Some interview questions can be very difficult to answer, because they may touch on past work difficulties or personally delicate or embarrassing matters.
Maybe you've been fired, have long gaps in your work history, been in prison.
Give direct, honest answers. Take your time. Develop the answer in your head before you respond. If you don't understand a question, ask for it to be repeated or clarified. You don't have to rush, but don't be indecisive.
Be prepared. Answering difficult questions that may reflect negatively on you can be answered by using the "sandwich model."
Start with a positive statement followed by admitting the negative situation, and ending with another positive statement about what you've done to overcome the problem.
Ending with a positive statement leaves a positive impression. Anticipate tough questions and practice interviewing beforehand.
Try a few of these examples as a tactic to answering this hardest of questions.
My skills are in engineering (or name your field). My employer decided those skills were no longer needed. Therefore, I've taken some training and upgraded my skills (specify) to meet the qualifications for this type of job.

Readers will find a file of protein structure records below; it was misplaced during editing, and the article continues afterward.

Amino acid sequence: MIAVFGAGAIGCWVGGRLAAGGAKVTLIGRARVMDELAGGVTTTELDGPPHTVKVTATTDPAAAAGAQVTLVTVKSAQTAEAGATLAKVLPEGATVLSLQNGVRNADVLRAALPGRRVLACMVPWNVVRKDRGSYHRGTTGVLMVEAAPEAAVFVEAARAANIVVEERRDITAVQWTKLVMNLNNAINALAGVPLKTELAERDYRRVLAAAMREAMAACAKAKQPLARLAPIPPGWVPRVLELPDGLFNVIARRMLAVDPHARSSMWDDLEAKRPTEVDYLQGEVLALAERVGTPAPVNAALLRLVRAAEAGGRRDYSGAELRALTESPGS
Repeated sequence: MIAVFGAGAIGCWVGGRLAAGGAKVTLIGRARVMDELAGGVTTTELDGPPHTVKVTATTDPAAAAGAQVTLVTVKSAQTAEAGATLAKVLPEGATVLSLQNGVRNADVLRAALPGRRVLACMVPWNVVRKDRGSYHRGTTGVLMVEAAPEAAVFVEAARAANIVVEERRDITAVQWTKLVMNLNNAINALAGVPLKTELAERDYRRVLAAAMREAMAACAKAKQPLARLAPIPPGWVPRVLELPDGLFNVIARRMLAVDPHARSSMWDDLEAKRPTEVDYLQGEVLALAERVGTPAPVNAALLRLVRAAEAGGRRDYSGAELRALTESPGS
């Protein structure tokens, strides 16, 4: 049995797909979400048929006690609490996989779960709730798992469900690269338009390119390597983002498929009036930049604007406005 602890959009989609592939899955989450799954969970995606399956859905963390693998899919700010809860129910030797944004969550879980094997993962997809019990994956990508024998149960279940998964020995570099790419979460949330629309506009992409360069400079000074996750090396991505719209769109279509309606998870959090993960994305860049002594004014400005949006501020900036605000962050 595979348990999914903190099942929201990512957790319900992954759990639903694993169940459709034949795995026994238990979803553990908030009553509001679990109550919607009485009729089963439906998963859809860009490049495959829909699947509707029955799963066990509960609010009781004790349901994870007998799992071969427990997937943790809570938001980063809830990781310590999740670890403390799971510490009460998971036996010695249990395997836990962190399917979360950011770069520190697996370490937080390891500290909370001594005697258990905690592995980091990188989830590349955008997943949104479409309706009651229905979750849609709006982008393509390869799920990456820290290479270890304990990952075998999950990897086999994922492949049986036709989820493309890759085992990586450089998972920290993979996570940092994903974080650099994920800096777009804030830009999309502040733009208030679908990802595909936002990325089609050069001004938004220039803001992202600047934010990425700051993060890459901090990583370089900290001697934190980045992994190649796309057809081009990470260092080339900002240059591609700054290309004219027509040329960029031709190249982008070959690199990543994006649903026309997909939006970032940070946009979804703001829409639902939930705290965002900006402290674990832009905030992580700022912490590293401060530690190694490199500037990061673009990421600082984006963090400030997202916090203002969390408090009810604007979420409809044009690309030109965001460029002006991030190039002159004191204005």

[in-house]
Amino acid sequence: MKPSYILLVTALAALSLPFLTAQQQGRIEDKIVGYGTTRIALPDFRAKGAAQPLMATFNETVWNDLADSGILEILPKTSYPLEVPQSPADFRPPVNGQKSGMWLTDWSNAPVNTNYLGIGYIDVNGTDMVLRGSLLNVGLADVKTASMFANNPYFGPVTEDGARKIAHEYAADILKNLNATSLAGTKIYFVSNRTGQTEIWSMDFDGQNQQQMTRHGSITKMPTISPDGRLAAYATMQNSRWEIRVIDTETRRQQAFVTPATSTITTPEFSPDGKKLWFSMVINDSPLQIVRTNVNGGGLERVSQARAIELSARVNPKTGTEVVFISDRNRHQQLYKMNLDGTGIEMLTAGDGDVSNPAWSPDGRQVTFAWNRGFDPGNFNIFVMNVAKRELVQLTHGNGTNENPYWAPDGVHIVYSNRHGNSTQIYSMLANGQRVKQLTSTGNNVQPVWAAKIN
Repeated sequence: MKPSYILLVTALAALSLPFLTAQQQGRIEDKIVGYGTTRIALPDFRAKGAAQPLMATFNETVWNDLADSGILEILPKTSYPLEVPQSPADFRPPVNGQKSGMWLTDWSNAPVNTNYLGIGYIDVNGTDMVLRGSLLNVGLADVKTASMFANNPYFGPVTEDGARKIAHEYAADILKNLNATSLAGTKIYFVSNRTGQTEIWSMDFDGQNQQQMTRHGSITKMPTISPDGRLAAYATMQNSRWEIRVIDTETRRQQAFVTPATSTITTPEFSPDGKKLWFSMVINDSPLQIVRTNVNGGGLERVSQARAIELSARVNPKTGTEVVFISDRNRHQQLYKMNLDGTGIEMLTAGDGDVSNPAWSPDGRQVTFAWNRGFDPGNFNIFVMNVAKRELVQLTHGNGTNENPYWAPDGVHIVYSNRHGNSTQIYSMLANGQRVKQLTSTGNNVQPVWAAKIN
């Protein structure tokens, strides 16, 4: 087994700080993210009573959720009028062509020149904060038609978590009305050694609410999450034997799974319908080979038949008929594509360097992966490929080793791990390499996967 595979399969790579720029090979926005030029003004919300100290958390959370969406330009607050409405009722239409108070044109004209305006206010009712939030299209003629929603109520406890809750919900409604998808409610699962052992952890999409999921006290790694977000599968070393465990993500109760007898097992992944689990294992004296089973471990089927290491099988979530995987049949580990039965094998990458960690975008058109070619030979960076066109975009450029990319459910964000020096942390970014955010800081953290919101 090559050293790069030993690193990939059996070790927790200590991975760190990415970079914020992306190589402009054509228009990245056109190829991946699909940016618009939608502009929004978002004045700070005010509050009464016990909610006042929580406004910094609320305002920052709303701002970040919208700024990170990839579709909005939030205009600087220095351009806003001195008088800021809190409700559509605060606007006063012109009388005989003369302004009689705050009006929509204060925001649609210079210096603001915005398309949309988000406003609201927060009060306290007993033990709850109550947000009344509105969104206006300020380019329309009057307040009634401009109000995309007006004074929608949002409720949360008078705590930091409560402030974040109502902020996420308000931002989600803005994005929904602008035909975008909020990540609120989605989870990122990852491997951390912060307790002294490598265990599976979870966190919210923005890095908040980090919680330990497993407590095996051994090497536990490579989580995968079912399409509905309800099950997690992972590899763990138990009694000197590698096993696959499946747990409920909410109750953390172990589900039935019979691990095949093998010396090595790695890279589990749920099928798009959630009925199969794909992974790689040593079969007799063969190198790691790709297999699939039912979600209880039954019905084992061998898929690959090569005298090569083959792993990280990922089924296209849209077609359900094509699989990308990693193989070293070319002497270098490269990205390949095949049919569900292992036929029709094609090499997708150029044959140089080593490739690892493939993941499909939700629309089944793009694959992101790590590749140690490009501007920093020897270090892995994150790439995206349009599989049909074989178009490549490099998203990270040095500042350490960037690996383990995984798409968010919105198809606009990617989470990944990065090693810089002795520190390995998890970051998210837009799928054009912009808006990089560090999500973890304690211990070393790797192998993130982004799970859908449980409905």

Or, if you were fired, career expert and columnist Joyce Lain Kennedy suggests several great answers, among them the following.
Remember to keep your answers honest and brief and try to move the conversation along.
I've been busy going to school full-time (specify), raising two children and managing my home. Doing that on a daily basis gave me a lot of skills we generally don't acknowledge, like leadership, time management, teaching, coordination, planning and so forth.
I needed to address some health issues. It would not have been fair to an employer if I took too much time off from work. I'm now ready to return to work and give you 100 percent.
I was trained in machine operation while at a correctional facility. I have now completed my GED and am ready to work for you.
It's not enough to have good answers during an interview. You should also have some good questions. Here are some you could consider: